BOYD, Minn. (WCCO) — It seems fitting that one the biggest post card collectors in Minnesota lives in one of the smallest towns in Minnesota.

Fred Eckhardt hails from Boyd and his postcards help him keep the good old days alive. He’s been collecting for 40 years.

“We’d drag Main Street on Friday and Saturday nights. Sunday nights, big time,” Eckhardt said.

And maybe those memories are why Fred is so focused on collecting post cards featuring Minnesota main streets.

“History — I love history. And we are saving history by saving these so people don’t throw them away,” Eckhardt said.

Eckhardt is on a quest to get a card from every town in Minnesota and South Dakota- that means stops at garage sales during his cross-country trips. It was during one of those stops at an Illinois farm nearly 30 years ago, that he found something unusual.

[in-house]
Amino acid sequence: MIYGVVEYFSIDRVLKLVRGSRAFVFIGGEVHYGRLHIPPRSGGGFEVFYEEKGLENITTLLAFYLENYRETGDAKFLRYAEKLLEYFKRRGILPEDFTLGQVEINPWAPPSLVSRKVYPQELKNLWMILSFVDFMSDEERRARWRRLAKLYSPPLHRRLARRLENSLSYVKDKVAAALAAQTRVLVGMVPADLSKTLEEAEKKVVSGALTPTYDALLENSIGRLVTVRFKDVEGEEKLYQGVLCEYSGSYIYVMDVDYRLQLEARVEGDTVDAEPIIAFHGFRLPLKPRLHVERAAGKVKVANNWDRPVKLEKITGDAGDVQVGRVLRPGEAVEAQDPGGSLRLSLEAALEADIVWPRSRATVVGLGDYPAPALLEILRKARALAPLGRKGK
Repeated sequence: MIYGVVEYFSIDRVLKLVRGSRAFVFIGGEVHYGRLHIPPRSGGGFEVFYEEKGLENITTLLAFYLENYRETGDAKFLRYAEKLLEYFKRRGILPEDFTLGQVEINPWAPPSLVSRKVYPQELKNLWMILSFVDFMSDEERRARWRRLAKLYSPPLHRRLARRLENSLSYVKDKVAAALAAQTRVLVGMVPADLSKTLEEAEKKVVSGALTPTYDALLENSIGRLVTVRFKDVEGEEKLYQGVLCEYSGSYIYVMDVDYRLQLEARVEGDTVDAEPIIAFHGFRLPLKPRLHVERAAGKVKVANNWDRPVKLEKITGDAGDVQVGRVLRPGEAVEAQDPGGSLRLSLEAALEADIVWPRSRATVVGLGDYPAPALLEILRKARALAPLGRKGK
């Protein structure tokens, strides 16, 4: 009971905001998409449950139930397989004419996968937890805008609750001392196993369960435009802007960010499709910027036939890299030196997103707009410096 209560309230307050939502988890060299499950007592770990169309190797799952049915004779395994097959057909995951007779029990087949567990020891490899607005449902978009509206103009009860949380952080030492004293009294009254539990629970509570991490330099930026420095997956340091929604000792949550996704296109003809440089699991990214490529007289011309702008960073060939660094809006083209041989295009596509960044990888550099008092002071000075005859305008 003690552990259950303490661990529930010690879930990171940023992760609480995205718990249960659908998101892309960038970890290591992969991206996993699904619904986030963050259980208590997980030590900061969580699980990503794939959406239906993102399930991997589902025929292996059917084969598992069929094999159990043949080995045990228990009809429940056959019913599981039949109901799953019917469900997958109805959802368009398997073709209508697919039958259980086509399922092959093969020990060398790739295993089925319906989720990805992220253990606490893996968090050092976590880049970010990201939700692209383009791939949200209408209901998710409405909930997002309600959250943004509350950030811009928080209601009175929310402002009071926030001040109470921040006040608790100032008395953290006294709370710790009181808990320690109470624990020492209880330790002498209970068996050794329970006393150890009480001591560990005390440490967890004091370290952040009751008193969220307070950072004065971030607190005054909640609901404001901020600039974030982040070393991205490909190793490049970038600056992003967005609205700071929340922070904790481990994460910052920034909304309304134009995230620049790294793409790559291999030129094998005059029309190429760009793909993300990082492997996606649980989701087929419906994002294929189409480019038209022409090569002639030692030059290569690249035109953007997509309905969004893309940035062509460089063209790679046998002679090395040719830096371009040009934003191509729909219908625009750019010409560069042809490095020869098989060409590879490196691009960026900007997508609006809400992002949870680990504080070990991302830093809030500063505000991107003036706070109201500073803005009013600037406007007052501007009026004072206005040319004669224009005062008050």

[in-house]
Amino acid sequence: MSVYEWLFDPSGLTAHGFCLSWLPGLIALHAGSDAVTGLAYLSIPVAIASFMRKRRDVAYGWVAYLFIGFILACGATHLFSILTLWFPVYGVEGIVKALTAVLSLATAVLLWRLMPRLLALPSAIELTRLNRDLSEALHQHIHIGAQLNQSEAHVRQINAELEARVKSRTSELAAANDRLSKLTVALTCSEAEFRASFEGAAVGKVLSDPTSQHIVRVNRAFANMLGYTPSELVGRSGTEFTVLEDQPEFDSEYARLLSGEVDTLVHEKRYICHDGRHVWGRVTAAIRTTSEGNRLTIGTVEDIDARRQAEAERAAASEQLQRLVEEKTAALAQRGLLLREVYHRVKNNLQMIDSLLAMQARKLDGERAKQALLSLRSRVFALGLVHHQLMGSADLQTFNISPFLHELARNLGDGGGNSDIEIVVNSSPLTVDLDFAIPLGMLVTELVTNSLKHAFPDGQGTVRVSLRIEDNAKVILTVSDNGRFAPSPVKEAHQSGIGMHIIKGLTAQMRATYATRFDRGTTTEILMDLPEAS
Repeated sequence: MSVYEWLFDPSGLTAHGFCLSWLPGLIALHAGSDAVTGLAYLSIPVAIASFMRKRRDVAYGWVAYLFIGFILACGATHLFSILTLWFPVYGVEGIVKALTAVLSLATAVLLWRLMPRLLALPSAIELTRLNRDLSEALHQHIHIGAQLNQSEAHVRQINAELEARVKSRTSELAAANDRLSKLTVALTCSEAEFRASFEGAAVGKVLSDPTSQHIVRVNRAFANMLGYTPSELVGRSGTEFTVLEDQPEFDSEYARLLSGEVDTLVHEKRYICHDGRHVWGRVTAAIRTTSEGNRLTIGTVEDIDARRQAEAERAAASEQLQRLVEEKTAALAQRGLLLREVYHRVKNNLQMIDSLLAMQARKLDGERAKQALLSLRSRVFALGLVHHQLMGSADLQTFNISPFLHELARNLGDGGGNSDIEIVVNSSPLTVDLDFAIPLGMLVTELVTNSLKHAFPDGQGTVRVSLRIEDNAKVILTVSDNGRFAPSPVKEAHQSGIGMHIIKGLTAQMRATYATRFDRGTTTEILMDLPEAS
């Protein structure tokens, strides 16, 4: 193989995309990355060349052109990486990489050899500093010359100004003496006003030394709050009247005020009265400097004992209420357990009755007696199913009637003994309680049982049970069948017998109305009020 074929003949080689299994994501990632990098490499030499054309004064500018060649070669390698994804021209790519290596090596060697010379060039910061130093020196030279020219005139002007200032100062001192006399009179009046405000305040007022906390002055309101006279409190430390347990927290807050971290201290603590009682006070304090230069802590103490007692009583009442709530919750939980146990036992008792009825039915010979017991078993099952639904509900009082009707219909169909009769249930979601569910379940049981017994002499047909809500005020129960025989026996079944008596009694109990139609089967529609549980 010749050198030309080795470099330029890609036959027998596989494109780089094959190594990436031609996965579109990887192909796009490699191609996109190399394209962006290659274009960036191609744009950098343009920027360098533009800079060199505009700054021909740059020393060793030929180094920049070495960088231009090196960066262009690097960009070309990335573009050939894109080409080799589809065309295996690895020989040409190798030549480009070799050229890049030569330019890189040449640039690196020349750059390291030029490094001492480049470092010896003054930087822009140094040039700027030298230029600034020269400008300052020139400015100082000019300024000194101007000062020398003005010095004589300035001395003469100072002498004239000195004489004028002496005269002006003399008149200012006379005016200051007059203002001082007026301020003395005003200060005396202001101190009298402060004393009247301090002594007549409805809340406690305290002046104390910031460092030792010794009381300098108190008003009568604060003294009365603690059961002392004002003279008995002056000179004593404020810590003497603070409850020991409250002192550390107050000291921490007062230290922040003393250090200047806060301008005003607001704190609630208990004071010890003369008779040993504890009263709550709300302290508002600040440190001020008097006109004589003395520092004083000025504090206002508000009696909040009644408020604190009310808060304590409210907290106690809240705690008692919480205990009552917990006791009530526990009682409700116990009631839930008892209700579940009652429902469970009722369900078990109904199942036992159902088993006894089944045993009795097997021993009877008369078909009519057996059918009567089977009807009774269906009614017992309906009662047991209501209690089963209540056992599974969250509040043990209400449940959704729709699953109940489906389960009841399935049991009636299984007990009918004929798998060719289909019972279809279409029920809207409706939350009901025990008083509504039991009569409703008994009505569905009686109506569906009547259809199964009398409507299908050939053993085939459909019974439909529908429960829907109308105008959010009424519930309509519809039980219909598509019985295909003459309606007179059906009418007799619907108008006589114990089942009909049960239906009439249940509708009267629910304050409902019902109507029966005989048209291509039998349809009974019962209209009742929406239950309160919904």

“And then I saw these two cards. I don’t know anything about baseball cards. I asked the lady at the farm- how much? She said $5. I said, I’ll take a chance,” said Eckhardt said.

The cards were dated “1914.”

One had Jimmy Archer of the Chicago Cubs on it. The other had the legendary Shoeless Joe Jackson — famous for his alleged role in throwing the 1919 World Series. Not knowing their worth, he sat on the cards for decades.

“I was at a post card show and one guy offered me $25. That was it,” Eckhardt said.

Even the most knowledgeable card dealers were stumped, so Eckhardt turned to an online auctioneer who put them up for sale. What happened next was far more thrilling than dragging Main Street.

Pulling Shoeless Jo out of a shoebox, along with Jimmy Archer for the low cost of $5, proved to be a home run. The auctioneer sold the “baseball post cards” for more than $2,200. Not bad for a $5 purchase.

“I was surprised, yes. Quite surprised,” said Eckhardt.

The money went towards feeding Eckhardt’s old habit, and the story gives him a chance to recite an old saying.

“One man’s junk is another man’s treasure. You never know what you’re going to find in a pile of junk,” said Eckhardt.

John Lauritsen

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